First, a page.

# Reconstructing an analytic function from its Taylor series at a point

Suppose $f:\mathbb{R} \rightarrow \mathbb{R}$ is an analytic function, and at one point $x_1 \in \mathbb{R}$ we know the Taylor series for $f$ centered at $x_1$. Does this determine $f$ uniquely? If not, is there some number of points such that knowing the Taylor series at each point determines $f$?

• It depends on the radius of convergence of the Taylor Series. Such as the series for $\ln(x+1)$ has a radius of convergence of $-1\le x\le 1$. – aleden Jan 26 '18 at 2:35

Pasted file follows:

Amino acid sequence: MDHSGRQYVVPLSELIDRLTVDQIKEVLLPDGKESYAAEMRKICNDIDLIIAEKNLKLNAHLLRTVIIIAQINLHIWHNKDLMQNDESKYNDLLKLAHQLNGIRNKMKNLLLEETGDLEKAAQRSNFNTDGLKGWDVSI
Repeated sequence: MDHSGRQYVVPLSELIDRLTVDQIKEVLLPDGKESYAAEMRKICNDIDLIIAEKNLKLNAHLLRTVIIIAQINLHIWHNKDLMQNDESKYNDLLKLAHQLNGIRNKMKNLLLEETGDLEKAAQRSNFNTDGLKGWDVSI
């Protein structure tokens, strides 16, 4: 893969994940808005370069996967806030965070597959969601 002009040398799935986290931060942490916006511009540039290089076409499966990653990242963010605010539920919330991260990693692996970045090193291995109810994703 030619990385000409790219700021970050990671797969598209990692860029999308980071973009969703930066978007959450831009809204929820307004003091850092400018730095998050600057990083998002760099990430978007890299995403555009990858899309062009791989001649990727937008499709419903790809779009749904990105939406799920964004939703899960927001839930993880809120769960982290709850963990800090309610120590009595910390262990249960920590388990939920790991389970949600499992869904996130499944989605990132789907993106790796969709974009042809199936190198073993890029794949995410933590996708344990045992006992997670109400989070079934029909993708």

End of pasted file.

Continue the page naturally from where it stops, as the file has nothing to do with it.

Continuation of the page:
The question is equivalent to the following: suppose f has an infinite Taylor series expansion around each point in $\mathbb R$ and suppose f is 0 in a neighborhood of some number $a$. Does it follow that $f=0$ everywhere? The answer is YES! If $f(x) \neq 0$ for some $x>a$. Consider $inf \{x>a:f(x) \neq0\}$. If this infimum is $b$ then all the derivatives of f at b are 0 because the functions vanishes in a left-neighborhood of b. The Taylor seried expansion show that f vanishes in a right neighborhood of b too and this contradicts the definition of b. We have proved that $f=0$ on $(a,\infty)$ and a similar argument shows it vanishes in $(-\infty,a)$.